FRAUD AGAINST UK citizens, businesses and the UK public purse has reached epidemic levels – it is the ‘volume crime of our time’.
Extracted from the report (U.K. English) – republished with permission – see below for the full paper
The Silent Threat
The Impact of Fraud on UK National Security
Helena Wood, Tom Keatinge, Keith Ditcham and Ardi Janjeva
Driven in part by growing public disquiet over the current response to fraud, 2020 saw increased political attention on the issue. The prevailing political narrative, however, fails to convey the full impact of fraud on the UK, beyond the perspective of financial losses or the psychological impact on victims.
Furthermore, continued under-resourcing of the fraud response means that political rhetoric fails to match operational reality. The fraud response is seen as continuing to fail the individuals, businesses and public bodies which fall victim to it with increasing regularity.
In order to inform a new approach to tackling fraud in the UK, this paper seeks to explore the broader social, economic and criminological impacts of fraud and their particular intersection with the UK national security landscape. In doing so, it sets out the case for adopting a fundamentally different pathway for responding to the problem.
First, the paper makes the case that when viewed in the context of the UK’s National Security Objectives – particularly the objectives to ‘protect our people’ (National Security Objective 1) and ‘promote our prosperity’ (National Security Objective 3) – the limited consideration given to fraud in the national security dialogue seems increasingly perverse.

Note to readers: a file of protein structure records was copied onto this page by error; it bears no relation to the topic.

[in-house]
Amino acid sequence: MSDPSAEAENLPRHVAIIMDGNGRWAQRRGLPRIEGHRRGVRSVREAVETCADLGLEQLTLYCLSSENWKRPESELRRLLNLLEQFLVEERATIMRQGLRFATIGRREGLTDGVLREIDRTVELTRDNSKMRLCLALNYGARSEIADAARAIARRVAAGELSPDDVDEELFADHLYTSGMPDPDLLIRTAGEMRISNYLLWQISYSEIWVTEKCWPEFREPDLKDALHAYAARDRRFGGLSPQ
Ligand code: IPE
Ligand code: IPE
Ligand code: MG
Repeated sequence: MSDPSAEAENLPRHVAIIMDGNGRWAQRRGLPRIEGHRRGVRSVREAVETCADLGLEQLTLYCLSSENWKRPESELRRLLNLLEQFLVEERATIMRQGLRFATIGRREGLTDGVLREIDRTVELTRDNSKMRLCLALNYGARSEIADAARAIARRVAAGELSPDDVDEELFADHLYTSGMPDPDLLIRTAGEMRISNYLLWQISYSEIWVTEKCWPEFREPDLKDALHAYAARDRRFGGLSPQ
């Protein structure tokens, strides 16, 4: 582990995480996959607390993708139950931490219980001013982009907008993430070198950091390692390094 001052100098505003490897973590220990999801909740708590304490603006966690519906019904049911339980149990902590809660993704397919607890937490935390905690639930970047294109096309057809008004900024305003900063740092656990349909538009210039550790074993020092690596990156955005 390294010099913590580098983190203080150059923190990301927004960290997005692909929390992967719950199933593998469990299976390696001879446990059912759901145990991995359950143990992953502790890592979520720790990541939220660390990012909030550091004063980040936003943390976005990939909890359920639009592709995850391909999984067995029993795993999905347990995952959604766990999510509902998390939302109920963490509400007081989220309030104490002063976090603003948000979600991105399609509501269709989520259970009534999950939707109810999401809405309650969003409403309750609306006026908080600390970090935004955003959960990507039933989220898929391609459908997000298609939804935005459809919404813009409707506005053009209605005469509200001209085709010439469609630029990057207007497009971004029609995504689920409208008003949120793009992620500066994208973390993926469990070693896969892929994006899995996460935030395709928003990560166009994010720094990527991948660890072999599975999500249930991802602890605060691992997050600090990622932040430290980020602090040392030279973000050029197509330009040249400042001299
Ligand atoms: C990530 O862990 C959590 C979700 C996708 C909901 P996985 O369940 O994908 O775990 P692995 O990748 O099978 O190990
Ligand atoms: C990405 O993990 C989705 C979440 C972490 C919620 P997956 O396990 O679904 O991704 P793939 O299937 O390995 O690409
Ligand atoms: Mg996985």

It is the crime to which UK citizens are most likely to fall victim,2 and failures in the response to date have the capacity to undermine public confidence in the rule of law. Its impact on the private sector has consequences for both the stability of individual companies and the broader reputation of the UK as a place to do business. The scale of fraud against the public purse has been described as a ‘heist on public services’3 and has the capacity to undermine public faith and trust in government.
Given the wider social and economic damage caused, the case for placing fraud in the national security context should no longer be overlooked. On this basis, this paper makes the case for a new national security approach to tackling fraud, based on a ‘whole of system’ response, including a greater role for the government intelligence architecture, a better resourced and coordinated policing response and increased coordination with the private sector. In reframing this response, understanding fraud’s interplay with more established national security threats, such as serious and organised crime (SOC) and terrorism, is also paramount. In the literature and government narrative to date, this relationship has been under-explored.
Second, therefore, this paper considers fraud as a vector of SOC. The very scale and nature of the most prevalent fraud typologies denote the involvement of organised crime groups, given either the sheer volume or the need for specialist skills to perpetrate the fraud. Despite this, there are considerable intelligence gaps surrounding fraud as an organised crime. This is particularly the case with regard to the threat emanating from overseas. This lack of understanding is found to be both a symptom and a cause of the under-representation of fraud in the SOC-specific operational response, particularly in policing – the lack of prioritisation being both symptomatic of the intelligence gaps and a cause of the limited intelligence picture needed to fill the gaps.